05/29/2012 09:56 am ET Updated Jul 24, 2012

Accessorizing Hate

When we choose silence in the face of bigotry, we threaten the lifeblood of our Union.

We've all experienced more than a few bigots in our lives. The chauvinist who says women belong in the kitchen, the racist who believes African Americans belong in the cotton fields, the religious zealot who thinks Muslims belong on spits in the fires of Hell and the seemingly mundane guy in the office who tells "off color" jokes. Sometimes their commentary steamrolls our sensibilities, and other times their words are unremarkable in their subtlety. (Small bigotries, I suggest, are much more sinister because of their camouflage). Some individuals try to lace their prejudice with humor, acting as if demeaning others as part of comedy makes it harmless fun. Others claim innocence by way of misinterpretation (they didn't mean faggot "that way"). There are also those who use God/Jesus/Allah or variations thereof to couch their ungodly assertions. These haters, without argument, are the most dangerous of the lot.

Finally, there are the bigots we know familiarly, who we accept as if somehow their words were out of their (and our) control. "That's just Uncle Fred", we say to rationalize his behavior and our inactivity, "and you know how he is. He's harmless. No one really listens to him." But down deep we know that's not the truth. We do hear Uncle Fred, even if we do our best to ignore him. Are children present? Young ones, the sponges of our society, hear Fred loud and clear and may not yet have the maturity necessary to form a force field of protection from his vitriol. Fred hears himself as well, and we help cloud his own sense of what is acceptable in our society through our tacit approval.

Often we have ignored the Freds of our world, letting their comments roll off of our backs without fully acknowledging the part we've played in their inhumane growth. By saying nothing, we become accessories to their crimes against our humanity.

It's easy to convince ourselves that the small bigoted instances we witness aren't all that important. We know the difference between right and wrong and teach our children to respect one another. We don't hate other groups that don't worship in the same church that we do or love the same way we do or support our politicians. We are, after all, morally and ethically led people. But alas, we are wrong. We need to be men and women of action, not acceptance, if we want our country to truly form a more perfect union.

Recently, a Baptist minister in North Carolina said from the pulpit that gays and lesbians should be herded up and caged behind an electric fence. After that, if he had his druthers, the corralled gays and lesbians would be starved to death.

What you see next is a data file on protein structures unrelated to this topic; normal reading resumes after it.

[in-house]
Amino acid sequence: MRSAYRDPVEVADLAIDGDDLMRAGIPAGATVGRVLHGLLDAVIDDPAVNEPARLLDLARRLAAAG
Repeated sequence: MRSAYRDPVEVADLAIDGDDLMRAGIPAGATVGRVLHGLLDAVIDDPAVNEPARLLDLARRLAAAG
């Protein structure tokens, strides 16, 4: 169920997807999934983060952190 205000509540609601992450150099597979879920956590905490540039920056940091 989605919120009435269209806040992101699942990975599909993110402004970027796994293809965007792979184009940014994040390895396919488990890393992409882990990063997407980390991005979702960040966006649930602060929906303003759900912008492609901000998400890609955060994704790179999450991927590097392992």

Chances are, this "man of God" didn't have some grand revelation of hate as he stood in front of his congregation. Most likely he's voiced similar infected opinions most if not all of his adult life. He may have started with small, subtle judgments as a child. Maybe he learned to discriminate from his family as a boy, discovering a ripe environment to let his condemnations grow. Maybe he called someone who didn't believe as he did a heathen or unclean in the eyes of God without reproach, and simply worked his way up to the proposition of murder.

If you watched the video of the North Carolina "minister" on any number of Internet sites including the Huffington Post, you can hear members of the congregation agree that the murder of God's gay children sounds like a fine idea. What you don't hear is even one person from the crowd lodging an objection. No one saying that this time the man making bigoted comments, hiding under the titanium cloak of religion, had gone too far. No one shouted that Jesus was 100% pro-peace and against the judgment of others. Instead, the minister found fertile ground among his followers and continued.

Considering this glaring example of full-blown hate, I wondered how many good, decent people heard the offender during the course of his life and said nothing. How many of us decided the this person's offenses were not our problem. We might think such acerbic sludge doesn't affect our lives, or that what was said most recently was simply the radical views of a nut job. But a spark can burn down a forest if ignored. Bullies on the playground don't wake up and, magically one morning, see the errors of their ways and repent. Without familial or societal intervention, they grow up and seek out bigger and better innocent targets.

I can't personally stop the pulpit master in North Carolina from exercising his freedom of speech, no matter how much that freedom impinges on my beliefs. I can, however, have a no tolerance policy for even the smallest amount of bigotry said in my presence.

It takes a village to raise a bigot. And it takes a society to drown one out.

Sarah O'Leary is a writer, public speaker, spiritualist and licensed minister. She can be reached via email: